Tuesday, June 29, 2010

Finally, A Big Bang Reform

On 25th of this month (june 2010) the Indian Govt. took a major step forward in reforming the Indian Economy. It freed petroleum prices from all regulation and indicated its intention to do so for diesel as well. That's not all, it increased diesel prices by Rs. 2 a litre, LPG by Rs. 25 a cylinder and even increased the kerosene prices, long untouched from price hike. Read the details here.

Now opposition parties have a real issue to thrash the Government on. This statement sounds derisive of the opposition parties and yet there are real short term implications which are worrisome. Inflation, which has stressed the lives of common person on the street in the last several months, will flare up further. in fact this decision would result in price rise of a fairly universal nature affecting everyone including the middle class voter of this Govt. who had been benefited the most in the recent decade of reforms and Globalisation. If so, why did the Govt. take this step and risk facing ire of its vote bank? Why this shift (by no means a sudden one) from a long held policy of managed fuel prices? further, why am I happy about this decision?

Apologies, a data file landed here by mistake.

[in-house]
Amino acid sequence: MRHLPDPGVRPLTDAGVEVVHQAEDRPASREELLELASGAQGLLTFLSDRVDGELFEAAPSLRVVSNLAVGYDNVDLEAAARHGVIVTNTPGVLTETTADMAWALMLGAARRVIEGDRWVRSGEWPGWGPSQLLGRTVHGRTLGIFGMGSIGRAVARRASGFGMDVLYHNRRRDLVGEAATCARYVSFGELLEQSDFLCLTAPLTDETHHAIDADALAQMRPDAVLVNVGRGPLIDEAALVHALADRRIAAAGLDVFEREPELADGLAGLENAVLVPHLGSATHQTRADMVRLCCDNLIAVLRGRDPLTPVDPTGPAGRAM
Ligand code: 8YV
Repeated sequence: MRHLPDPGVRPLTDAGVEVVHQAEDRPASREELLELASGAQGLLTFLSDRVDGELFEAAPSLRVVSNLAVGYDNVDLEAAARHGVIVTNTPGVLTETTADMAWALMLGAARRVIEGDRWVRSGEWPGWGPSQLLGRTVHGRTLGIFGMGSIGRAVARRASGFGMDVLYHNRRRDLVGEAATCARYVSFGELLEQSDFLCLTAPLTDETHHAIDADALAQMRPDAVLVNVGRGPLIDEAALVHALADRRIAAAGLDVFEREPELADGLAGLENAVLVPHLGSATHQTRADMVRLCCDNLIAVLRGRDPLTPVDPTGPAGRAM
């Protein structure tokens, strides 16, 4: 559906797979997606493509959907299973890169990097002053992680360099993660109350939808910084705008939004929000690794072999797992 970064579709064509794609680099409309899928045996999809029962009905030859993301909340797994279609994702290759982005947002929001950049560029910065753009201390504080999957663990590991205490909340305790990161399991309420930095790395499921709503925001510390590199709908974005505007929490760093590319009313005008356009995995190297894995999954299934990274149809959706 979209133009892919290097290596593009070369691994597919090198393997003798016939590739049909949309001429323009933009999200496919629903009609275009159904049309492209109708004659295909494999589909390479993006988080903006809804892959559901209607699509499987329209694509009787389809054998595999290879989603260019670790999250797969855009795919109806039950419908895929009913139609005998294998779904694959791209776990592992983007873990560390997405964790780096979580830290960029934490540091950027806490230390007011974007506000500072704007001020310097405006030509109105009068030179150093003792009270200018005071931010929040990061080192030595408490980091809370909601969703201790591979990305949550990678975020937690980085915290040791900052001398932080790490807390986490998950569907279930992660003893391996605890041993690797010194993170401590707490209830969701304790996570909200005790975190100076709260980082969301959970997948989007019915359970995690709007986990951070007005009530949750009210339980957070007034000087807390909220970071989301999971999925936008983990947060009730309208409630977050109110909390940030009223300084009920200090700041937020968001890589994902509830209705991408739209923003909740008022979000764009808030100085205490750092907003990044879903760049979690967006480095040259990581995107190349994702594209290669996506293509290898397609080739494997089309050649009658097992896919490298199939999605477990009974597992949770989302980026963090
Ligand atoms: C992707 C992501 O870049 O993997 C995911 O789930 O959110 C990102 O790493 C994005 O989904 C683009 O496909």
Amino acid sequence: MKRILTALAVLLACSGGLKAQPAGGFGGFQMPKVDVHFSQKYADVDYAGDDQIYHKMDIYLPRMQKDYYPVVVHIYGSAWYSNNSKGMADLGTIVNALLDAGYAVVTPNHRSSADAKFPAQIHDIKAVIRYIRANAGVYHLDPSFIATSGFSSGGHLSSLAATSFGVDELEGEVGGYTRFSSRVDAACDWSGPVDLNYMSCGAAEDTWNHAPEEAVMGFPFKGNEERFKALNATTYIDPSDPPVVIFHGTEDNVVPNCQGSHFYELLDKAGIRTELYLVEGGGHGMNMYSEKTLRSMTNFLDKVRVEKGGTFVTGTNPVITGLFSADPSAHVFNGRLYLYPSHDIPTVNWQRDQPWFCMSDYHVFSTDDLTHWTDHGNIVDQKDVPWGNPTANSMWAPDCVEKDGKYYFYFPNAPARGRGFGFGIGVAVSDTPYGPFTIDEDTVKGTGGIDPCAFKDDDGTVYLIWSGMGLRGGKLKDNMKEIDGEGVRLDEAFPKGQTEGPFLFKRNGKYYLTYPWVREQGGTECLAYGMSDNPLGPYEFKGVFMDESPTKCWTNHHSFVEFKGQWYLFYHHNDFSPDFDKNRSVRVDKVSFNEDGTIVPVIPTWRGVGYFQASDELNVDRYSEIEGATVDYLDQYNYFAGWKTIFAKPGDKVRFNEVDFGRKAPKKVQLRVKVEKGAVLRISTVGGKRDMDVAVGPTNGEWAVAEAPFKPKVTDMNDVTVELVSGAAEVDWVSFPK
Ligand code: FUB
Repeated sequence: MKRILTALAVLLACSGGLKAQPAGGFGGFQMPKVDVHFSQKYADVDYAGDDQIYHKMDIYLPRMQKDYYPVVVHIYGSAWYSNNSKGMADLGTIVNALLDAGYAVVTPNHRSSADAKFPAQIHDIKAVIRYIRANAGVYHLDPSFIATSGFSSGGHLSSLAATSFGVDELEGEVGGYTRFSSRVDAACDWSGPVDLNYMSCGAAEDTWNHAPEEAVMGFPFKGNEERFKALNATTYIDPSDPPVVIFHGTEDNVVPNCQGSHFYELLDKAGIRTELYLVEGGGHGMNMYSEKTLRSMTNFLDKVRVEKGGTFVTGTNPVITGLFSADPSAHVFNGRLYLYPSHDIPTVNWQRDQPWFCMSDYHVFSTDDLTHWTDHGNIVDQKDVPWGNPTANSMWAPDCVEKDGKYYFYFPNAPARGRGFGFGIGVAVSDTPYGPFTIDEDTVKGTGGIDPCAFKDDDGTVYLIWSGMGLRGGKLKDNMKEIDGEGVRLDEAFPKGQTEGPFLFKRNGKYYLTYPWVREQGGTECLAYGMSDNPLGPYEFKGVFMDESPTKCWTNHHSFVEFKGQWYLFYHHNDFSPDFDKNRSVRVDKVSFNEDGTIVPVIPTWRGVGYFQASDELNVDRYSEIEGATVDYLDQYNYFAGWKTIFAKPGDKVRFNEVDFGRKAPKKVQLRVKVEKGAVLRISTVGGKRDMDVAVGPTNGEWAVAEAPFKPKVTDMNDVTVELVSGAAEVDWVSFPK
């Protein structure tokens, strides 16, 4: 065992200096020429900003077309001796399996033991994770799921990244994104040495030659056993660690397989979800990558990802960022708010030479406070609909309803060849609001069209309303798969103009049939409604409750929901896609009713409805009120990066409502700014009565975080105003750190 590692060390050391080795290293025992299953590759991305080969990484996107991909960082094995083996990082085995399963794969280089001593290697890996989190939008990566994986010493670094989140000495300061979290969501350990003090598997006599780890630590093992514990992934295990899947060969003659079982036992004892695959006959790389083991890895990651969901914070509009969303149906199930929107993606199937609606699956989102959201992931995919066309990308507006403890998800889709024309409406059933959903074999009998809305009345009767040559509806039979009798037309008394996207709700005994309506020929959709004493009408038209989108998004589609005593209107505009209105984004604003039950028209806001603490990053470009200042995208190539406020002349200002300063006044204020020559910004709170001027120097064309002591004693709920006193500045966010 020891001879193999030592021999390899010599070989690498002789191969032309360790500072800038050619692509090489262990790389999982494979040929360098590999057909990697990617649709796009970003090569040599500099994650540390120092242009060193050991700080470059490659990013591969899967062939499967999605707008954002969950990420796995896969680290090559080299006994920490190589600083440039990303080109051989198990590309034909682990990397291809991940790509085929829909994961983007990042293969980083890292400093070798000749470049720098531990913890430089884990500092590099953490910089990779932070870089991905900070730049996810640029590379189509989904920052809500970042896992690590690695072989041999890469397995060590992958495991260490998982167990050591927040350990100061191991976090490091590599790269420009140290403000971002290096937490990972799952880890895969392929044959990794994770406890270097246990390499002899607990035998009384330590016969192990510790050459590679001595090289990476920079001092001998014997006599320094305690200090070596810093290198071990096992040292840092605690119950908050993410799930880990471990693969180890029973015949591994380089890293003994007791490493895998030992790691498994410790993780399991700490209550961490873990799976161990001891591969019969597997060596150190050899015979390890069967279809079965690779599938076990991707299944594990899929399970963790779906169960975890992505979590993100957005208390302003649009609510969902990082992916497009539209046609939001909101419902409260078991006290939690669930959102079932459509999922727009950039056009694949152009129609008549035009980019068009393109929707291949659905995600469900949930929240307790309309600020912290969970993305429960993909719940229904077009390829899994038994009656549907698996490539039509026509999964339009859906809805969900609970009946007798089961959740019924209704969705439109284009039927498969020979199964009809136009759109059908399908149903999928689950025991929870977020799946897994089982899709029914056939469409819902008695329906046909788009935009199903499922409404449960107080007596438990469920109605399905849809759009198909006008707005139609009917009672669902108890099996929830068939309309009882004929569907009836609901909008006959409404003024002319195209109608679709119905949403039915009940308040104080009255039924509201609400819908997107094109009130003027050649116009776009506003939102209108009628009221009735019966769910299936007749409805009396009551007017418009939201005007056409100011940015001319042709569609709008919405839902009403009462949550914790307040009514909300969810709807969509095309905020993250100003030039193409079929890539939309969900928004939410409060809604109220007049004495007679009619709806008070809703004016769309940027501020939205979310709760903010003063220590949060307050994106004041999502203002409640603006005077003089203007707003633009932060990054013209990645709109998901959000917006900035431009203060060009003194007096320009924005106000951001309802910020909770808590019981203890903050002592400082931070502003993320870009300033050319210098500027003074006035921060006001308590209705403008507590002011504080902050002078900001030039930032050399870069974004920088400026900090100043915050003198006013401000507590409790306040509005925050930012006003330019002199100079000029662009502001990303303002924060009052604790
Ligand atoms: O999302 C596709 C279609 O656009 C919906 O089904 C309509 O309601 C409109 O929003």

First a quick reminder of the situation. According to CRISIL the oil PSUs were projected to lose Rs 74,300 crore on selling petrol, diesel, domestic LPG and kerosene below cost in FY10-11. The current hike in prices would recover Rs. 25,000 crores and would still leave a gaping hole of close to Rs. 50,000 crores to be subsidised by the Govt. Just for the sake of argument if the Central Govt. were to subsidise this fully - this adds three fourth of percentage point to its fiscal deficit. So here is one compelling reason for the Government to seal a leakage which was showing signs of going out of hand.

But wasn't this always the case, and the Govt. has been dealing with it in this way, unique only to us, Srilanka and Bangladesh, in this entire world. So why take the risk now?